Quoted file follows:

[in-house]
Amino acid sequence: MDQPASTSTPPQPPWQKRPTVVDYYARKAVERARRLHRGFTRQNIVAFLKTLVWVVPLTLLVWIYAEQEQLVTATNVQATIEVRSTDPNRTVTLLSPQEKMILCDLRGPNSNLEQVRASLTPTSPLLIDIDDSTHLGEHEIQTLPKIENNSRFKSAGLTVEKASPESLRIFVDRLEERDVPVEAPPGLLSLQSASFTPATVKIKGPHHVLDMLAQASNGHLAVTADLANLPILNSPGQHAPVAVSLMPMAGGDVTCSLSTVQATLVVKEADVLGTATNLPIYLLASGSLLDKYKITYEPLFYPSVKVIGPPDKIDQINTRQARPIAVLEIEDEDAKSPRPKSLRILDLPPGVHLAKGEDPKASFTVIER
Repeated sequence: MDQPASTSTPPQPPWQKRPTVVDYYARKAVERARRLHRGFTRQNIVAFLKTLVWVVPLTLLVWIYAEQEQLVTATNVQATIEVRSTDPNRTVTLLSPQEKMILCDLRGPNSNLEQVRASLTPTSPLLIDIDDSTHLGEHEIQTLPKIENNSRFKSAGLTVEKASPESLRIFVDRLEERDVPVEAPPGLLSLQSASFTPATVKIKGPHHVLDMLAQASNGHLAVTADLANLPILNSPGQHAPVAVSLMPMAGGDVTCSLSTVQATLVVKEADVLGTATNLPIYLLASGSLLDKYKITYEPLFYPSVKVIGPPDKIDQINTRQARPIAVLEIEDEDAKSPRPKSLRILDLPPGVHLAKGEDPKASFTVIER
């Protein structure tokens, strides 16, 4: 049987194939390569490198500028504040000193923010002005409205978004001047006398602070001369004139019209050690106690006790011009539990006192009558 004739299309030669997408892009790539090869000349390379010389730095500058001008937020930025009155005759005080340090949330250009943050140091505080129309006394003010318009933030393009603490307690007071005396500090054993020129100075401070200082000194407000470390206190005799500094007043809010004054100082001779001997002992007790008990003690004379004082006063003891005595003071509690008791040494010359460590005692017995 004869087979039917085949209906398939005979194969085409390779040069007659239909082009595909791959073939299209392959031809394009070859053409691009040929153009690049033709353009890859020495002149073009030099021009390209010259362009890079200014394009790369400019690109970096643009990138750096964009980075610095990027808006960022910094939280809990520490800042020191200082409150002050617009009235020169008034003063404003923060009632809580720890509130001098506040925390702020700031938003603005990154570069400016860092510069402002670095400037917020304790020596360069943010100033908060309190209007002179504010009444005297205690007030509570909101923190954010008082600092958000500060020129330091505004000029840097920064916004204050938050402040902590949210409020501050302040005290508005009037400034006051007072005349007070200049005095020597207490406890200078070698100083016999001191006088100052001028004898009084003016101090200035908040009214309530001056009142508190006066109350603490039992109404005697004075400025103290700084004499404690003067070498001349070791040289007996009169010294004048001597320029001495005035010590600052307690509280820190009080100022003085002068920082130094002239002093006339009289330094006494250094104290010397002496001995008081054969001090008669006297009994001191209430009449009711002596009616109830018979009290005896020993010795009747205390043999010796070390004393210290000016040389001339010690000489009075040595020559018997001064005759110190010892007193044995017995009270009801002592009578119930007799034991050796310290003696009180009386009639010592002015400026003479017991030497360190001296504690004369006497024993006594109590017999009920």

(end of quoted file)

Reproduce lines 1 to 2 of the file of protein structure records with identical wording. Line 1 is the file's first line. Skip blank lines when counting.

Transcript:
[in-house]
Amino acid sequence: MDQPASTSTPPQPPWQKRPTVVDYYARKAVERARRLHRGFTRQNIVAFLKTLVWVVPLTLLVWIYAEQEQLVTATNVQATIEVRSTDPNRTVTLLSPQEKMILCDLRGPNSNLEQVRASLTPTSPLLIDIDDSTHLGEHEIQTLPKIENNSRFKSAGLTVEKASPESLRIFVDRLEERDVPVEAPPGLLSLQSASFTPATVKIKGPHHVLDMLAQASNGHLAVTADLANLPILNSPGQHAPVAVSLMPMAGGDVTCSLSTVQATLVVKEADVLGTATNLPIYLLASGSLLDKYKITYEPLFYPSVKVIGPPDKIDQINTRQARPIAVLEIEDEDAKSPRPKSLRILDLPPGVHLAKGEDPKASFTVIER